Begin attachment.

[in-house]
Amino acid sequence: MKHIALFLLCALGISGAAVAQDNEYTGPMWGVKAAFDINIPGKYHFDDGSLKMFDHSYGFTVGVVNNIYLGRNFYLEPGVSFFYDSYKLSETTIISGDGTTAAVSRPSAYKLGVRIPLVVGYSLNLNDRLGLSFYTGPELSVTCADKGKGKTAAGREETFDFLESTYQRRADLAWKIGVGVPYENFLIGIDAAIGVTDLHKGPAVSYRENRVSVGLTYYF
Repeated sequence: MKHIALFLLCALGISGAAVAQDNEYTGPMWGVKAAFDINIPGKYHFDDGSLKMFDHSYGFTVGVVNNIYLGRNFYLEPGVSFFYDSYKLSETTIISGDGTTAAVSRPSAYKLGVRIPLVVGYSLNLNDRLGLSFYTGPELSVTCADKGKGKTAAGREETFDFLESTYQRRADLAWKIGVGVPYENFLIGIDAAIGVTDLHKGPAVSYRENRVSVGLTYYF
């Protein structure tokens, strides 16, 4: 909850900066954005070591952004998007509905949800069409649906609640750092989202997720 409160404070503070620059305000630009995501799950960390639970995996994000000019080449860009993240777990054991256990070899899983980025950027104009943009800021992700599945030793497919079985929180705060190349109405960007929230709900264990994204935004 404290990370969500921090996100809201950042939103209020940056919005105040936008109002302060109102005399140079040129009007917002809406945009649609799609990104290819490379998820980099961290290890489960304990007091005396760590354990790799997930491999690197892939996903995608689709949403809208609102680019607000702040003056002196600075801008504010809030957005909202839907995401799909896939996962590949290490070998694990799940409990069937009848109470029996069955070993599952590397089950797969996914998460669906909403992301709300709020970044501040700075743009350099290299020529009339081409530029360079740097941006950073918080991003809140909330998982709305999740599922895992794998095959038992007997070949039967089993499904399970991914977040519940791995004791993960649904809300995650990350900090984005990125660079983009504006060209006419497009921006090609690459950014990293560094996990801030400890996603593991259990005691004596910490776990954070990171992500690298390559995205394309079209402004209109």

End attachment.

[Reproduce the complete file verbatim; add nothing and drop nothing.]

[in-house]
Amino acid sequence: MKHIALFLLCALGISGAAVAQDNEYTGPMWGVKAAFDINIPGKYHFDDGSLKMFDHSYGFTVGVVNNIYLGRNFYLEPGVSFFYDSYKLSETTIISGDGTTAAVSRPSAYKLGVRIPLVVGYSLNLNDRLGLSFYTGPELSVTCADKGKGKTAAGREETFDFLESTYQRRADLAWKIGVGVPYENFLIGIDAAIGVTDLHKGPAVSYRENRVSVGLTYYF
Repeated sequence: MKHIALFLLCALGISGAAVAQDNEYTGPMWGVKAAFDINIPGKYHFDDGSLKMFDHSYGFTVGVVNNIYLGRNFYLEPGVSFFYDSYKLSETTIISGDGTTAAVSRPSAYKLGVRIPLVVGYSLNLNDRLGLSFYTGPELSVTCADKGKGKTAAGREETFDFLESTYQRRADLAWKIGVGVPYENFLIGIDAAIGVTDLHKGPAVSYRENRVSVGLTYYF
């Protein structure tokens, strides 16, 4: 909850900066954005070591952004998007509905949800069409649906609640750092989202997720 409160404070503070620059305000630009995501799950960390639970995996994000000019080449860009993240777990054991256990070899899983980025950027104009943009800021992700599945030793497919079985929180705060190349109405960007929230709900264990994204935004 404290990370969500921090996100809201950042939103209020940056919005105040936008109002302060109102005399140079040129009007917002809406945009649609799609990104290819490379998820980099961290290890489960304990007091005396760590354990790799997930491999690197892939996903995608689709949403809208609102680019607000702040003056002196600075801008504010809030957005909202839907995401799909896939996962590949290490070998694990799940409990069937009848109470029996069955070993599952590397089950797969996914998460669906909403992301709300709020970044501040700075743009350099290299020529009339081409530029360079740097941006950073918080991003809140909330998982709305999740599922895992794998095959038992007997070949039967089993499904399970991914977040519940791995004791993960649904809300995650990350900090984005990125660079983009504006060209006419497009921006090609690459950014990293560094996990801030400890996603593991259990005691004596910490776990954070990171992500690298390559995205394309079209402004209109």